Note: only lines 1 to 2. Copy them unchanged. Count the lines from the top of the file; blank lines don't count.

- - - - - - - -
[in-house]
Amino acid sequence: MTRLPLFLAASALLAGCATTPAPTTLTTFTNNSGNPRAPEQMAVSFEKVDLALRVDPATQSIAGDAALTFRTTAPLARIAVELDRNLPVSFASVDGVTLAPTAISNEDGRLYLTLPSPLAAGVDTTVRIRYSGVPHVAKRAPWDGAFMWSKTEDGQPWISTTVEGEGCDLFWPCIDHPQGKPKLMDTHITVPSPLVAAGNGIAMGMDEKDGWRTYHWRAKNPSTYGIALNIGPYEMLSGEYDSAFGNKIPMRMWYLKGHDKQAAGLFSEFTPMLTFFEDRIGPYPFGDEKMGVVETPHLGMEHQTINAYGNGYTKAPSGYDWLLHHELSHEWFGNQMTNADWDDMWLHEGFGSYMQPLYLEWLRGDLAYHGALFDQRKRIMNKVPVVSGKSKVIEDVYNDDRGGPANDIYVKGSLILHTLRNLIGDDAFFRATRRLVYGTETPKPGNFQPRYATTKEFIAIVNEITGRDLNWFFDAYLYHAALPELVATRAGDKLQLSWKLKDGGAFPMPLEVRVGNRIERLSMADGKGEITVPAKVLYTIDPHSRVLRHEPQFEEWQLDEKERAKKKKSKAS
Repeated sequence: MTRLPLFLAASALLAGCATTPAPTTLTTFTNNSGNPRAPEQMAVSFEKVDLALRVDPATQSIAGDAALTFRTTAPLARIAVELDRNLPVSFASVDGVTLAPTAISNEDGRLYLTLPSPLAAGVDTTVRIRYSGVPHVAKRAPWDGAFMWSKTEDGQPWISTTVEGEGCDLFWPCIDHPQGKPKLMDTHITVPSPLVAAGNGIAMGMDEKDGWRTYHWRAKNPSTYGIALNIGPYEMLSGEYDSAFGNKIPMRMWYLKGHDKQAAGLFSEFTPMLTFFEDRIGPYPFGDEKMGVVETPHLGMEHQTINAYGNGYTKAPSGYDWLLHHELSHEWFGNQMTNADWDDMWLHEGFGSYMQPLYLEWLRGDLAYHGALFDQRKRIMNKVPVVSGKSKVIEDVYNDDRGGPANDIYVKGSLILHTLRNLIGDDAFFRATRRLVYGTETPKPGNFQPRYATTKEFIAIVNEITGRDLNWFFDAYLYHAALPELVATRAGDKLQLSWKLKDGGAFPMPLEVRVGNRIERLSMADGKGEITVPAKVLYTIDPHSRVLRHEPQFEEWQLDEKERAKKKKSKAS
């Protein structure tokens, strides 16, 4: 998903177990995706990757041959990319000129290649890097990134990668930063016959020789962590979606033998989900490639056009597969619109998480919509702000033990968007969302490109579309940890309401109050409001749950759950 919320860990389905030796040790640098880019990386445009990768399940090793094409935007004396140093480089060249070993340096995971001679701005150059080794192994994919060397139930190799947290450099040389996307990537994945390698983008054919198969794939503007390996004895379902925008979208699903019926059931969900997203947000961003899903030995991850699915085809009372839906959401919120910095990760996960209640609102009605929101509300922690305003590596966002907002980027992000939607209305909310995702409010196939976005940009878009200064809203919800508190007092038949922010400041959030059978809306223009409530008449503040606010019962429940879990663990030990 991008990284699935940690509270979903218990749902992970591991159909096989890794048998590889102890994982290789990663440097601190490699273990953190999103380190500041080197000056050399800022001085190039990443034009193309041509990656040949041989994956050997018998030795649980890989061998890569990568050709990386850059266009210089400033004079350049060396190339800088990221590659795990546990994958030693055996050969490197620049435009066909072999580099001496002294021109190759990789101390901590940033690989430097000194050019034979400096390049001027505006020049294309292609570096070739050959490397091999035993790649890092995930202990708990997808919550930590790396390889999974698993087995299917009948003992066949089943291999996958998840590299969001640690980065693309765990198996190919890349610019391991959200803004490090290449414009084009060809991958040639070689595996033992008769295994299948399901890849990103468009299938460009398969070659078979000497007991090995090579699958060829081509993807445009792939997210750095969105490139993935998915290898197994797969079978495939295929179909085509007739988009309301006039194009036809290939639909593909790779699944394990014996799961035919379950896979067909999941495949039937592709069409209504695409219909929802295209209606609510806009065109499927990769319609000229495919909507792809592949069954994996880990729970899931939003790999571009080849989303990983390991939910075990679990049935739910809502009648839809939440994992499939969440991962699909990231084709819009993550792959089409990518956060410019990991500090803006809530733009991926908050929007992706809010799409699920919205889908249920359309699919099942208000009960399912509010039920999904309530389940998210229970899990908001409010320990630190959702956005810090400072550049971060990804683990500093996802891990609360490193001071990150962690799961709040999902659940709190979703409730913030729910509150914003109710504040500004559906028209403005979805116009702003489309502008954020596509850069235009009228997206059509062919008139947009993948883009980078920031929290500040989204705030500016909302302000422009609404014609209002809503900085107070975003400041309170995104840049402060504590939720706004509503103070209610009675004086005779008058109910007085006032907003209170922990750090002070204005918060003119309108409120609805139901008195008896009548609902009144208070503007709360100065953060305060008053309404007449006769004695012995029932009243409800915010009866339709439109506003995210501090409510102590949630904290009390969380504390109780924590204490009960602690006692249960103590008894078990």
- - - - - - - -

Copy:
[in-house]
Amino acid sequence: MTRLPLFLAASALLAGCATTPAPTTLTTFTNNSGNPRAPEQMAVSFEKVDLALRVDPATQSIAGDAALTFRTTAPLARIAVELDRNLPVSFASVDGVTLAPTAISNEDGRLYLTLPSPLAAGVDTTVRIRYSGVPHVAKRAPWDGAFMWSKTEDGQPWISTTVEGEGCDLFWPCIDHPQGKPKLMDTHITVPSPLVAAGNGIAMGMDEKDGWRTYHWRAKNPSTYGIALNIGPYEMLSGEYDSAFGNKIPMRMWYLKGHDKQAAGLFSEFTPMLTFFEDRIGPYPFGDEKMGVVETPHLGMEHQTINAYGNGYTKAPSGYDWLLHHELSHEWFGNQMTNADWDDMWLHEGFGSYMQPLYLEWLRGDLAYHGALFDQRKRIMNKVPVVSGKSKVIEDVYNDDRGGPANDIYVKGSLILHTLRNLIGDDAFFRATRRLVYGTETPKPGNFQPRYATTKEFIAIVNEITGRDLNWFFDAYLYHAALPELVATRAGDKLQLSWKLKDGGAFPMPLEVRVGNRIERLSMADGKGEITVPAKVLYTIDPHSRVLRHEPQFEEWQLDEKERAKKKKSKAS